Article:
Gratuitous violence or an example of proper batting stance?
It is official; Take-Two Interactive Software has postponed the release of Manhunt 2 “indefinitely.” The game has been under intense international scrutiny over the past weeks due to, as the British censors judged, “unremitting bleakness and callousness of tone.” Politicians and “concerned” parents across the globe have been uniting to stop this latest attack on the gentle sensibilities of, who else, the children. Italy’s Communication Minister Paolo Gentiloni, advocated for an official ban of the game from breaching the country’s booted shores citing Manhunt 2 was, “More than violent, the game in question is cruel and sadistic, with a squalid environment and a continuous, insistent encouragement to violence and murder.” Meanwhile, the Italian government was silent about a game where an Italian criminal can choke civilians to death, throw them off buildings, or bludgeon them with a baseball bat. Mr. Gentiloni must have enjoyed “The Godfather: Don’s Edition” more then the rest of us. The Irish Film Censors Office that banned Manhunt 2 from the country was slightly less eloquent in their appraisal stating, “the level of gross, unrelenting and gratuitous violence is unacceptable.” That statement could also be applied to the centuries old IRA violence that the citizens of Ireland have been forced to endure. In the US, the game was slapped with the dreaded scarlet letters AO by the ESRB. An adult’s only rating is a relative “kiss of death” for video games because most, if not all, major US retailers refuse to carry AO games. With the ’08 elections already heating up, expect a bipartisan denouncement of violent video games in the media. As an industry, we can all remember what happened last time Hilary Clinton got involved with video games. Rockstar is no stranger to controversy; our coffee has barely cooled off from the last major release by the company. This latest whirlwind of controversy demonstrates that many issues plaguing the video games industry have yet to be resolved.
When a video game is targeted by the moral rifle of politician and parents, the industry has always fallen back on the “What about movies?” defense. While one could argue the violence equivalence between the movie Hostel and Manhunt 2, there are several reasons why this argument does not hold sway with censors, parents, and politicians. The biggest opponent that the video game industry faces is the perception that “games are for kids.” Movies do not face this same public assumption. Parents don’t assume “Hostel” is intended for their 10 year old. The “level of gross, unrelenting and gratuitous violence” and “unremitting bleakness and callousness of tone” are accepted because public assumption is that it was created for adults. The same parents assume that if it comes in a green or white box and goes into the machine that lights up and whirs, it is age appropriate for their children. This false assumption often forms the basis for many of the objections. Mom is horrified when she walks past the television and little Johnny is beating a hooker with a baseball bat. The industry’s history plays a role in this false perception. In the industry’s infancy, and partially due to lack of technology, video games were created and marketed for children and teenagers. Gone are the 8-bit days when a parent could pick up any game in the toy store and assume that it was age appropriate. As gamers know, the primary demographic for most titles is not in the 4-12 year old age range. Many games are created and marketed for 17+. In short, the gaming industry has evolved faster then the general public’s perception of it. Parents and politicians assume that titles like “Manhunt 2” were created for their children, when in reality; nothing could be further from the truth.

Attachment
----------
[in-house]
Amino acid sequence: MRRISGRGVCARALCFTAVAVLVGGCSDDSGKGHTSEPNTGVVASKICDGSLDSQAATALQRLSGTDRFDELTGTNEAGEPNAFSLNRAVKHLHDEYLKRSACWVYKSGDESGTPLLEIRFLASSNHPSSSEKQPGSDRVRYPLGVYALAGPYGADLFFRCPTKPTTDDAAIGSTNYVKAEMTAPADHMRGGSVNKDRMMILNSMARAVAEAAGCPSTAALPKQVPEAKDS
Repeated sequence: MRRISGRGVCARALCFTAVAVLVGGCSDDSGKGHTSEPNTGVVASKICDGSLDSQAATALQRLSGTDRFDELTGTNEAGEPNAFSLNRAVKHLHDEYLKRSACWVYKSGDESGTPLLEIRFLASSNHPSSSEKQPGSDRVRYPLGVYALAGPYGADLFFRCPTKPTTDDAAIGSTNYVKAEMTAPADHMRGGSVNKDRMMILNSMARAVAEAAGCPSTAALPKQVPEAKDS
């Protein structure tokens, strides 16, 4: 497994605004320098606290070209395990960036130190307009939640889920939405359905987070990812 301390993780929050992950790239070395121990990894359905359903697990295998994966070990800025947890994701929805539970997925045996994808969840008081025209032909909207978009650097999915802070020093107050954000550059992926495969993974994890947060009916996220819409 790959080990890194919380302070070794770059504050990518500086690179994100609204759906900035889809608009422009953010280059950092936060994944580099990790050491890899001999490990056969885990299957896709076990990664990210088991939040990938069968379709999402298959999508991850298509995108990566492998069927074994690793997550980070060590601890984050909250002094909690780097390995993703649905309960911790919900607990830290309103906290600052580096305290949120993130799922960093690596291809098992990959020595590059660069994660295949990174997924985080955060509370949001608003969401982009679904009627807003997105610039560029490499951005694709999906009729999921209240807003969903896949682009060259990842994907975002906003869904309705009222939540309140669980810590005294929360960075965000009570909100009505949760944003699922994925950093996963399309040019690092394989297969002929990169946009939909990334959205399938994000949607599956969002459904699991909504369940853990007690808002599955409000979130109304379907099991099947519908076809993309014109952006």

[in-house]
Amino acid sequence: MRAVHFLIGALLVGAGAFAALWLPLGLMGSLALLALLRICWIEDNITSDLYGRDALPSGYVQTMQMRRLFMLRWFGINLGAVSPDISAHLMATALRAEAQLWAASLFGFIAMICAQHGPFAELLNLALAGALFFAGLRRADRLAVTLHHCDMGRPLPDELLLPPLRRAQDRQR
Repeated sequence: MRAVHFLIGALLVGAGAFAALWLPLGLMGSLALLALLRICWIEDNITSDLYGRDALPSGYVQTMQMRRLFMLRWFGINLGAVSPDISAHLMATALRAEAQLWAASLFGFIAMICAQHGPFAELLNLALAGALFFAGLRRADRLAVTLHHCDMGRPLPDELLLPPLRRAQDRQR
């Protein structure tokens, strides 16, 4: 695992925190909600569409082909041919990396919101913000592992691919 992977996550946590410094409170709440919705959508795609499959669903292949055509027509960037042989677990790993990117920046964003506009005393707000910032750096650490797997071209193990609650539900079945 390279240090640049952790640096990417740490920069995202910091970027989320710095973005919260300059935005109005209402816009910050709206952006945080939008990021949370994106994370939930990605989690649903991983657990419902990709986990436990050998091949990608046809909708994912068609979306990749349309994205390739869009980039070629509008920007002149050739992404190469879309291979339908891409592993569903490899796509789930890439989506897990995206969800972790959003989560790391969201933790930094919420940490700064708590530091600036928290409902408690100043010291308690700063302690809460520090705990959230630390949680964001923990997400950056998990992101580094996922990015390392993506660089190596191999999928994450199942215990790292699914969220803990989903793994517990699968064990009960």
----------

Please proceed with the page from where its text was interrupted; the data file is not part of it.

Looks like somebody just listened to the new Paris Hilton album